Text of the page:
Consuming the Twitter Streaming API

eventedio eventmachine twitter

Fri Mar 19 11:01:54 -0700 2010

If you’ve been using polling to track Twitter search terms (totally random example), you may have wondered if there is a more efficient and reliable method. The Twitter streaming API is a potential solution.

Try out the sample stream with curl:


Track a term in realtime, like “ruby”:


How do you integrate this into a Ruby app? Standard HTTP clients such as RestClient and HTTParty aren’t appropriate, since they’re designed for atomic HTTP requests, not streaming. With this API, you want to keep the socket open indefinitely, decoding JSON one line at a time.

Async I/O is the right tool for this job. Here’s an example script using Ilya Grigorik’s evented HTTP client. Install the em-http-request gem, then:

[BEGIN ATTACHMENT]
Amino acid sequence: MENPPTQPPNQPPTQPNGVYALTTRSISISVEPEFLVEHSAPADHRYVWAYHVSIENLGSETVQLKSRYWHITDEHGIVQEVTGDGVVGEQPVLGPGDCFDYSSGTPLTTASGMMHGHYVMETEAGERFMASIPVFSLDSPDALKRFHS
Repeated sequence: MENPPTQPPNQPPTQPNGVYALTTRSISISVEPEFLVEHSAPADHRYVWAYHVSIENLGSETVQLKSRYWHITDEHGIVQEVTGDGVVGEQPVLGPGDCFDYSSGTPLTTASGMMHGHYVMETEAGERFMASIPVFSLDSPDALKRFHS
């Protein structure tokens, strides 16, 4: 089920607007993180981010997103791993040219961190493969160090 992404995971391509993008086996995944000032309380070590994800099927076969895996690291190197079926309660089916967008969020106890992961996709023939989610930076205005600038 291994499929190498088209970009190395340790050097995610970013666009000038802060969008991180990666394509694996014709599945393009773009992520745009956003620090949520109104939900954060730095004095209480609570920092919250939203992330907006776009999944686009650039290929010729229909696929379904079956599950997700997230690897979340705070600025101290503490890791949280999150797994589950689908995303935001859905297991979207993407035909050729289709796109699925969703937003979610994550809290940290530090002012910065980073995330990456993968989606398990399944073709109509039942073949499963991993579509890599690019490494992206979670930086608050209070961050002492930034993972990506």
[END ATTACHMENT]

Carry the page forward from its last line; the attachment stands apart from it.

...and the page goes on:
require 'eventmachine'
require 'em-http'
require 'json'

usage = "#{$0} <user> <password>"
abort usage unless user = ARGV.shift
abort usage unless password = ARGV.shift

url = ''

def handle_tweet(tweet)
  return unless tweet['text']
  puts "#{tweet['user']['screen_name']}: #{tweet['text']}"
end do
  http = :head => { 'Authorization' => [ user, password ] }

  buffer = "" do |chunk|
    buffer += chunk
    while line = buffer.slice!(/.+\r?\n/)
      handle_tweet JSON.parse(line)

Run this at the command line with your Twitter username and password as arguments, and it will start printing out results. In a real app, you’d replace the body of handle_tweet with code to do something like inserting the result into your database.

Note that, even in a production app, you should never run more than one of these processes. It’s a background worker of sorts; you can think of the open socket as a queue that’s delivering jobs. But since this queue can’t split the work among multiple workers, you’re limited to just one.